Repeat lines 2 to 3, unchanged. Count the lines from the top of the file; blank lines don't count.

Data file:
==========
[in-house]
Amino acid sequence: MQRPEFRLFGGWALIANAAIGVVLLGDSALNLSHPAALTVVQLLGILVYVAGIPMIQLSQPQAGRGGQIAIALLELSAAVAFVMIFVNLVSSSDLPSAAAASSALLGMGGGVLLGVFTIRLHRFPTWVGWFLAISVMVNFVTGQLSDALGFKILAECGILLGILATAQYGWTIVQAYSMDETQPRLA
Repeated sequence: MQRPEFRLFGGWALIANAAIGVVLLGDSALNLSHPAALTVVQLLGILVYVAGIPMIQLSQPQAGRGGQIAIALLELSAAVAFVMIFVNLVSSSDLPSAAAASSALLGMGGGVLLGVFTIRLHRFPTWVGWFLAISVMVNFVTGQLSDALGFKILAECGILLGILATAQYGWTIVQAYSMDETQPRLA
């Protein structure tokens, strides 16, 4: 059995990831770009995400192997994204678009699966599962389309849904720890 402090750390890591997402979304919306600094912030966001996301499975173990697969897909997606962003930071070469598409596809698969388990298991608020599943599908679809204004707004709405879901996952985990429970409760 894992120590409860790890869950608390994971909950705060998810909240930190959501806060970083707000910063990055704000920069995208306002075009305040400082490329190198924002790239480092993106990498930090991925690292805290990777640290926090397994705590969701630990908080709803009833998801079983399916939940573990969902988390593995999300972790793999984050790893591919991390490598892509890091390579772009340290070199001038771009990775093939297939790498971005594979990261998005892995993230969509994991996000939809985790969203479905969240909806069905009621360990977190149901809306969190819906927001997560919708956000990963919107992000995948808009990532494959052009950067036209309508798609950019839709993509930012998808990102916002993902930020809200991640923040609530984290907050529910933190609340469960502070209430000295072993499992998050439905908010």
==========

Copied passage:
Amino acid sequence: MQRPEFRLFGGWALIANAAIGVVLLGDSALNLSHPAALTVVQLLGILVYVAGIPMIQLSQPQAGRGGQIAIALLELSAAVAFVMIFVNLVSSSDLPSAAAASSALLGMGGGVLLGVFTIRLHRFPTWVGWFLAISVMVNFVTGQLSDALGFKILAECGILLGILATAQYGWTIVQAYSMDETQPRLA
Repeated sequence: MQRPEFRLFGGWALIANAAIGVVLLGDSALNLSHPAALTVVQLLGILVYVAGIPMIQLSQPQAGRGGQIAIALLELSAAVAFVMIFVNLVSSSDLPSAAAASSALLGMGGGVLLGVFTIRLHRFPTWVGWFLAISVMVNFVTGQLSDALGFKILAECGILLGILATAQYGWTIVQAYSMDETQPRLA